Monday 09 Dec 2013
Stephen Fry explores linguistic achievements and how our skills for the spoken word have developed in a new five-part series for BBC Two.
In Planet Word, Stephen dissects language in all its guises with his inimitable mixture of learning, love of lexicon and humour.
He analyses how we use and abuse language and asks whether we are beginning to understand the complexities of its DNA.
From the time when man first mastered speech to the cyber world of modern times with its html codes and texting, Planet Word takes viewers on a journey across the globe to discover just how far humans have come when it comes to the written and spoken word.
A Sprout Pictures production
Author Sebastian Faulks gets to the heart of the British novel through its characters, in a new four-part series for BBC Two.
Faulks On Fiction explores the heroes, lovers, snobs and villains in classics such as Robinson Crusoe, Wuthering Heights, Great Expectations, Lord Of The Flies and The End Of The Affair.
Written and presented by Sebastian, the series tells the story of how the British novel made us who we are and features characters including Fagin from Charles Dickens’s Oliver Twist, Mr Darcy from Jane Austen’s Pride And Prejudice, Chanu from Monica Ali’s Brick Lane and Jim Dixon from Kingsley Amis’s Lucky Jim.
Two centuries after he was born, Charles Dickens stands alone as perhaps the world's most popular novelist.
His characters are famous in their own right, his novels endlessly adapted for film and television – he even has his own theme park.
However, for life-long Dickens fan Armando Iannucci, something has been lost along the way. By turning Dickens into an institution we've forgotten why he matters as a writer.
In this programme, Armando sets out to rediscover Dickens the novelist – how he wrote, what he thought and why it works. Using Dickens's masterpiece David Copperfield as a focal point, Armando unpicks the language, analyses the characters and explores the revolutionary development of Dickens as a story-teller.
Using encounters with present-day individuals, Armando opens up many layers of the texts, unlocking Dickens's emotional power through contemporary situations and real-life experiences. He challenges the old view that Dickens could only write caricatures and shows instead how his exaggerated style actually allowed his novels to reach new heights of emotional truth.
Armando Iannucci On Dickens forms part of the BBC's Focus On Dickens at the end of the year.
To mark the 400th anniversary of the King James Bible, BBC Two and BBC Four present two major documentaries. In The King James Bible – The Book That Changed The World on BBC Two, Melvyn Bragg sets out to prove that the King James version has driven the development of the English-speaking world over the last 400 years – often in the most unanticipated ways.
Melvyn argues that while many think the modern world is founded on secular ideals, it is the King James Bible that influenced the English language and its literature more than any other book. It was also, he believes, the seedbed of Western democracy, the activator of radical shifts in society such as the abolition of the slave trade, the debating dynamite for brutal civil wars in Britain and America and a critical spark in the genesis of modern science.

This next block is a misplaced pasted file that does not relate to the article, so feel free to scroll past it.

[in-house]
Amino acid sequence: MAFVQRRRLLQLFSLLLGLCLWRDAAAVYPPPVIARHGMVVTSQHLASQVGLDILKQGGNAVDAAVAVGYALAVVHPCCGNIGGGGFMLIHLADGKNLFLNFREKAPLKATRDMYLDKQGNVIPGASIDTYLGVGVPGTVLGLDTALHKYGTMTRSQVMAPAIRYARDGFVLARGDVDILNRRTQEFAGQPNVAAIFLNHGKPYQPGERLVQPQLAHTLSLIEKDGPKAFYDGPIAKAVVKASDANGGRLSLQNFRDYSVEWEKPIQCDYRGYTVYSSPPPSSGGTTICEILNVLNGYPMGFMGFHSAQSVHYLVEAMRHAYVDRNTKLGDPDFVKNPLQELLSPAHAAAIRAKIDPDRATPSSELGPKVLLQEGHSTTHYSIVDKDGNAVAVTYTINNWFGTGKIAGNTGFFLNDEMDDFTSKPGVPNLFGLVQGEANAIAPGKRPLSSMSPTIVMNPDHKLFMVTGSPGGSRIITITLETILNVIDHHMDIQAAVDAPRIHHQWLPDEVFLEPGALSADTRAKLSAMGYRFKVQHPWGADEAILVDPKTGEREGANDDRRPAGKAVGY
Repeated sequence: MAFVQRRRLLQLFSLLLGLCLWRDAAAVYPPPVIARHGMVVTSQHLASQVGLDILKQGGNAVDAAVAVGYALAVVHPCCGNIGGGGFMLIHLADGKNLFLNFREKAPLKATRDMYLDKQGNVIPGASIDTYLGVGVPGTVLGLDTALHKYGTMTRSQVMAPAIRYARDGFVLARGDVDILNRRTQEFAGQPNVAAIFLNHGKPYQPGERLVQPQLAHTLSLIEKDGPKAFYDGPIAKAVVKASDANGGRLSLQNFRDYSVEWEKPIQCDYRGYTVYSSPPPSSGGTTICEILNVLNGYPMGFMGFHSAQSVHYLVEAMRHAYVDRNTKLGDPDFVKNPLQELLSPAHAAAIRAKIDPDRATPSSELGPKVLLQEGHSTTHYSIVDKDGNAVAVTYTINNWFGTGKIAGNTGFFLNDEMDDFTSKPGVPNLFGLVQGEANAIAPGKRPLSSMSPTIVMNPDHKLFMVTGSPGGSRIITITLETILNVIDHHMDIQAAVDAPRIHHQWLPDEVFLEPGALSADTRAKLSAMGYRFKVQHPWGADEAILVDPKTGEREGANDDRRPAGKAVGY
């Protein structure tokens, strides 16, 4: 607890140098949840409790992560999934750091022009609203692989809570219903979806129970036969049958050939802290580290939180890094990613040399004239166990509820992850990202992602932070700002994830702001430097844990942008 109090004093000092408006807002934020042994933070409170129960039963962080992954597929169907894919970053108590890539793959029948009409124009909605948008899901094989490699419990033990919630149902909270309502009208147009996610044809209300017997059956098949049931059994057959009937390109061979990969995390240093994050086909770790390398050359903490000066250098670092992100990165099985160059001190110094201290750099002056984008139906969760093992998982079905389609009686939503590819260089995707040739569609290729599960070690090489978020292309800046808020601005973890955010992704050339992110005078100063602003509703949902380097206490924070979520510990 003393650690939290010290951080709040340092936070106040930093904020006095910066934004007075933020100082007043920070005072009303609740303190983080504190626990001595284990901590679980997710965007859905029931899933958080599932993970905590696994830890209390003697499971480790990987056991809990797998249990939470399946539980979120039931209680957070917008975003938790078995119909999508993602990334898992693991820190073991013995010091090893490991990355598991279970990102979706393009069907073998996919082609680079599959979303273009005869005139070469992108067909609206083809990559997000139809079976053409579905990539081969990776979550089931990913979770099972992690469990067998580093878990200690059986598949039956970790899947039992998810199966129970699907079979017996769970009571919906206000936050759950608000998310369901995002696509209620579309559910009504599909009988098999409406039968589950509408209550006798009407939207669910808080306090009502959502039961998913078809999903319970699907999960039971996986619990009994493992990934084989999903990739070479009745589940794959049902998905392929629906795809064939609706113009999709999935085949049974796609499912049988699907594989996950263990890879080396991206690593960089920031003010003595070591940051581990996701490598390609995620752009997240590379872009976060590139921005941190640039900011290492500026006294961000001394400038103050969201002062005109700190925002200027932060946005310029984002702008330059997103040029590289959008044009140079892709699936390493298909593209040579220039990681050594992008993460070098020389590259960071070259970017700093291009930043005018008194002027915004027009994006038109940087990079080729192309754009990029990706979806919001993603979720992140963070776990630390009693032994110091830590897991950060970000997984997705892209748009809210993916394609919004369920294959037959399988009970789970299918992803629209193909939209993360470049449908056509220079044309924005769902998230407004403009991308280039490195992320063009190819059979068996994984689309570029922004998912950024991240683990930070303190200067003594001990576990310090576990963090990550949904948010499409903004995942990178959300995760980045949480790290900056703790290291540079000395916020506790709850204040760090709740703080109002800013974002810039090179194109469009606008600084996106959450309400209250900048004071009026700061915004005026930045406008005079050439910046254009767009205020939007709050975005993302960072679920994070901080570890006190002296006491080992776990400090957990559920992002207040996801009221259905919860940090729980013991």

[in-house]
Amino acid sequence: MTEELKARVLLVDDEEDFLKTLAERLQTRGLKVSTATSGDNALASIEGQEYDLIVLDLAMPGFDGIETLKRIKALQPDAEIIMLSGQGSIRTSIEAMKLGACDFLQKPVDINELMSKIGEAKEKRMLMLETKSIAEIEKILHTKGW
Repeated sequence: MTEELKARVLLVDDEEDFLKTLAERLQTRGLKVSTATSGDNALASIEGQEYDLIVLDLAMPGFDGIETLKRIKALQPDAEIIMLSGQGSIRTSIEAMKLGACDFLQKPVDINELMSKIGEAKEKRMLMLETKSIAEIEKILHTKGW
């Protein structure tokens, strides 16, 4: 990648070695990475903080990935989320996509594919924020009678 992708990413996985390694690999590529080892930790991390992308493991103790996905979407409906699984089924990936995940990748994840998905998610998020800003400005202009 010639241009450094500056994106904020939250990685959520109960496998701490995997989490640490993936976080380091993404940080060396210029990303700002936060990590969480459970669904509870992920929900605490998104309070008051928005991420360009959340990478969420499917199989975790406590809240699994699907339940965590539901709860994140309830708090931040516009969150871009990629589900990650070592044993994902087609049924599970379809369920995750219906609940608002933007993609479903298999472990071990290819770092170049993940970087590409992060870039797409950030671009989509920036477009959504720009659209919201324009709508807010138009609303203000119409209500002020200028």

In his quest to uncover the impact of the King James Bible, Melvyn travels to historic locations in the United States, where the King James Bible had a deep impact, including Gettysburg.
He also visits Washington's Lincoln Memorial, site of Martin Luther King's "I have a dream..." speech.
To mark the 400th anniversary of the King James Bible, BBC Two and BBC Four present two major documentaries. When God Spoke English – The Making Of The King James Bible on BBC Four tells the unexpected story of how the King James Bible came into being.
Author and presenter, Adam Nicolson, reveals why the making of this great and powerful book shares much with his experience of a very different national project – the Millennium Dome.
The programme also delves into recently discovered 17th-century manuscripts, from the actual translation process, to show in rich detail what makes this particular version of the Bible so good.
In a turbulent and often violent age, the King hoped this Bible would unite a country torn by religious factions. Today, it is dismissed by some as old fashioned and impenetrable. This programme shows why, in the 21st century, the King James Bible remains the greatest book of all time.
Richard E Grant re-opens one of his favourite children's books, The 1001 Arabian Nights, to explore its extraordinary impact on Western culture.
Journeying to Cairo, and the desert wildernesses beyond, he searches for the world that led to the creation of the Arabian Nights.
The stories first arrived in the West 300 years ago, translated from a 14th-century Syrian manuscript by the French orientalist Antoine Galland.
Overnight the tales became a huge hit in every European country. Readers were fascinated by the central character, Sharazade, who each night recounted stories of princes, genies, demons and robbers, to her husband the King in a desperate bid to avoid execution.
Richard visits Galland's original manuscripts in Paris and explores how the stories inspired hit shows on the 18th-century stage in London. Three of the stories, Sinbad, Ali Baba and Aladdin, have inspired countless plays, pantomimes and films as well as becoming part of the literary canon for children and adults alike.
However, during Richard's journey he also discovers that the tales are shrouded in controversy, including calls for a ban on The 1001 Arabian Nights in some parts of the world today.
A Quickfire Media production
BBC Front Desk Publicity
From philosophy, religion, art, science, politics and the rise of ideologies all the way through to fantastical fictions, books have enabled new ideas to reach eager audiences across the globe.